African Development Bank loans Kenya Power Sh15b to boost connections

Kenya Power has received Sh15 billion from the African Development Bank (AfDB) to boost connection of more Kenyans to the national grid.
The funding is expected to enable the national power distributor to connect 314,000 households before June next year. It is the third instalment of borrowed funds worth Sh43.5 billion that the utility firm is spending in enhancing access to electricity and to ensure achievement of universal access to electricity by 2020.

The World Bank and Government of Kenya have already loaned the firm Sh28.5 billion to fund new electricity connections. Kenya Power Chief Executive Ben Chumo said the funds from the AfDB would be released any time now and would be essential in creating demand for new power generation coming on board.

“This is the biggest support that we have received to enhance access,” Dr Chumo said after signing a power purchase agreement for 70MW from a firm associated with another listed company, Centum. Seven out of every 10 households are projected to be connected to the electricity grid by the end of 2017, helped in part through credit facilities by AfDB to connect homes to electricity.

Kenya is seeking to enhance electricity access through lower connection costs, currently down more than 70 per cent to a subsidised cost of Sh15,000 per connection.

Kenya Power said it will utilise the funds to connect a million households per year until universal access is attained, and is expected to offer sufficient demand for the nearly 2800MW to be generated by various projects that are promoted by private sector investors.

Dispel fears

Chumo used the opportunity to dispel fears that investments in power generation were running ahead of consumption, adding, “In the very unlikely circumstances, we could export any surplus electricity to Rwanda and Tanzania.”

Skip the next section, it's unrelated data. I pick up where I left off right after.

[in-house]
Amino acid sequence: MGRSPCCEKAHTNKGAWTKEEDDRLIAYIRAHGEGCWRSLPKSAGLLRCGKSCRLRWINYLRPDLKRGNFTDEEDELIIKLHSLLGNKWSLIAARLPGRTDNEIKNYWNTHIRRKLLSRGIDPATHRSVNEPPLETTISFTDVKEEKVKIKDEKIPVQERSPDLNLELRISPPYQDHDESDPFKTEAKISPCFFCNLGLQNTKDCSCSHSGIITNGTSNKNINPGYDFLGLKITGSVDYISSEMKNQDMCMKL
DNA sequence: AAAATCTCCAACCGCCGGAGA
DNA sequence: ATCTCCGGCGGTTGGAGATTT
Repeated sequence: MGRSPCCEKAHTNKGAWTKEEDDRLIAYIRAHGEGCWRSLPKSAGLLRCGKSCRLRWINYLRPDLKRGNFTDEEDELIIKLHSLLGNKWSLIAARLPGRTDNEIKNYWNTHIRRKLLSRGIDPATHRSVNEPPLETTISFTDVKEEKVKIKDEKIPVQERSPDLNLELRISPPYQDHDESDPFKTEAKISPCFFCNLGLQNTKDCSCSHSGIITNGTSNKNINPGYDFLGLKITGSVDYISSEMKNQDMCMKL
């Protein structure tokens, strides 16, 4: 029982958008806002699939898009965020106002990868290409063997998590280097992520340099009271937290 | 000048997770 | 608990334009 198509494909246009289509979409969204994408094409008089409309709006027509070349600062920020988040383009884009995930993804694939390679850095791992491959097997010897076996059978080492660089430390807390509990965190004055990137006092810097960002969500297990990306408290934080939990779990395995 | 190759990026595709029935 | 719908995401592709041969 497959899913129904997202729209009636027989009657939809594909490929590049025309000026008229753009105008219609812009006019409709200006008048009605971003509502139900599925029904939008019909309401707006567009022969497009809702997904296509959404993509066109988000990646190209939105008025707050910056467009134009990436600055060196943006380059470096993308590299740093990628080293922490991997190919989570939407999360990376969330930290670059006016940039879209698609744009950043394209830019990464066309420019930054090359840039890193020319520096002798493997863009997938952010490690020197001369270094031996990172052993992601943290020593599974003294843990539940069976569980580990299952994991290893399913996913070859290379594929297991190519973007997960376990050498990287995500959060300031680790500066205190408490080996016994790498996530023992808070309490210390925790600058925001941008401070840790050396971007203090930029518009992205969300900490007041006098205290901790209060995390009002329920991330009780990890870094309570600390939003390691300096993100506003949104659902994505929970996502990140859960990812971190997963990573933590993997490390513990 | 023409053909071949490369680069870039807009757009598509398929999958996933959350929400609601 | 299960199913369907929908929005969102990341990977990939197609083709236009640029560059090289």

Akiira Geothermal Ltd, to be developed at an estimated cost of Sh35 billion, is promoted by four companies, with Centum as the largest investor. The project, when complete, is expected to significantly increase the share of geothermal energy in the country’s electricity mix.

Already, geothermal energy accounts for almost half of all electricity consumed in the country. Until five years ago, 70 per cent came from hydro-generation. Drilling works on Akiira’s geothermal wells began last week in an exploration exercise that precedes the actual development of the generation plant.

Akiira Chief Executive Robert Bunyi said the project was expected to be complete by the end of 2017. “We are currently at the exploration stage, and today’s PPA gives confidence to go full steam forward with the project,” Bunyi, an investment banker added. His firm would sell its energy at $9.32 cents a unit. Kenya Power also entered another purchase agreement with Kleen Energy for 6MW that would be generated from Rupingazi River in Embu County.

Kleen Energy Managing Director Edward Mugo expects the small hydro-generation plant to serve about 40 per cent of the energy needs of Embu town and its environs. Mugo, who did not disclose the cost of his project, said the deal would allow him sell electricity at $9.20 cents a unit to Kenya Power.

Heavy fuels

Both projects are among dozens that are at various stages of development, and are expected to reduce reliance on electricity generated from heavy fuels. Diesel generators are expensive sources of electricity but could soon be wiped out by the cheaper energy sources, currently making up 14.8 per cent of all generation.